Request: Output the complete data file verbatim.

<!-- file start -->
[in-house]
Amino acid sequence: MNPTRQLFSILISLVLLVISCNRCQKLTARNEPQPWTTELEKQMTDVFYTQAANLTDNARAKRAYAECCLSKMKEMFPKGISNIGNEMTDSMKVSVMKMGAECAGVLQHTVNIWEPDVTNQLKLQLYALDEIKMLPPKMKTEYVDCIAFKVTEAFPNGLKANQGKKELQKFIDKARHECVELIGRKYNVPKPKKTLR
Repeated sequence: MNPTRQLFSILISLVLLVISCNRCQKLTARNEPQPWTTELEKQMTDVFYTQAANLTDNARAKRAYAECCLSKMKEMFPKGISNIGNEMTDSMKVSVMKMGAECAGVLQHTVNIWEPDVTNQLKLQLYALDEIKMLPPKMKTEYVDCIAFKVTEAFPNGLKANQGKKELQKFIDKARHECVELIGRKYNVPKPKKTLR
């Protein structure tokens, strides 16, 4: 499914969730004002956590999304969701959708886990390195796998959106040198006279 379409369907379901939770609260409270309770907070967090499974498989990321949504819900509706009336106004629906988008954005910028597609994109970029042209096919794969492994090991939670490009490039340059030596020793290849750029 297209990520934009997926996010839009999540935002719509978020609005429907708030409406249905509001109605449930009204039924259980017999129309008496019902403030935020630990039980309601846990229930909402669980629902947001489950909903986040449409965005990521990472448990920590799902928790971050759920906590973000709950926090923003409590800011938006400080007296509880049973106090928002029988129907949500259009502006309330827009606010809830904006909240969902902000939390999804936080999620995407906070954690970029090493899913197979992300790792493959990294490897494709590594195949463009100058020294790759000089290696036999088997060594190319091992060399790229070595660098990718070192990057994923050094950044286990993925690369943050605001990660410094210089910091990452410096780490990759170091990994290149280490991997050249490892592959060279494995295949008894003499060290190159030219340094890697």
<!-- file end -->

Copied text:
[in-house]
Amino acid sequence: MNPTRQLFSILISLVLLVISCNRCQKLTARNEPQPWTTELEKQMTDVFYTQAANLTDNARAKRAYAECCLSKMKEMFPKGISNIGNEMTDSMKVSVMKMGAECAGVLQHTVNIWEPDVTNQLKLQLYALDEIKMLPPKMKTEYVDCIAFKVTEAFPNGLKANQGKKELQKFIDKARHECVELIGRKYNVPKPKKTLR
Repeated sequence: MNPTRQLFSILISLVLLVISCNRCQKLTARNEPQPWTTELEKQMTDVFYTQAANLTDNARAKRAYAECCLSKMKEMFPKGISNIGNEMTDSMKVSVMKMGAECAGVLQHTVNIWEPDVTNQLKLQLYALDEIKMLPPKMKTEYVDCIAFKVTEAFPNGLKANQGKKELQKFIDKARHECVELIGRKYNVPKPKKTLR
């Protein structure tokens, strides 16, 4: 499914969730004002956590999304969701959708886990390195796998959106040198006279 379409369907379901939770609260409270309770907070967090499974498989990321949504819900509706009336106004629906988008954005910028597609994109970029042209096919794969492994090991939670490009490039340059030596020793290849750029 297209990520934009997926996010839009999540935002719509978020609005429907708030409406249905509001109605449930009204039924259980017999129309008496019902403030935020630990039980309601846990229930909402669980629902947001489950909903986040449409965005990521990472448990920590799902928790971050759920906590973000709950926090923003409590800011938006400080007296509880049973106090928002029988129907949500259009502006309330827009606010809830904006909240969902902000939390999804936080999620995407906070954690970029090493899913197979992300790792493959990294490897494709590594195949463009100058020294790759000089290696036999088997060594190319091992060399790229070595660098990718070192990057994923050094950044286990993925690369943050605001990660410094210089910091990452410096780490990759170091990994290149280490991997050249490892592959060279494995295949008894003499060290190159030219340094890697």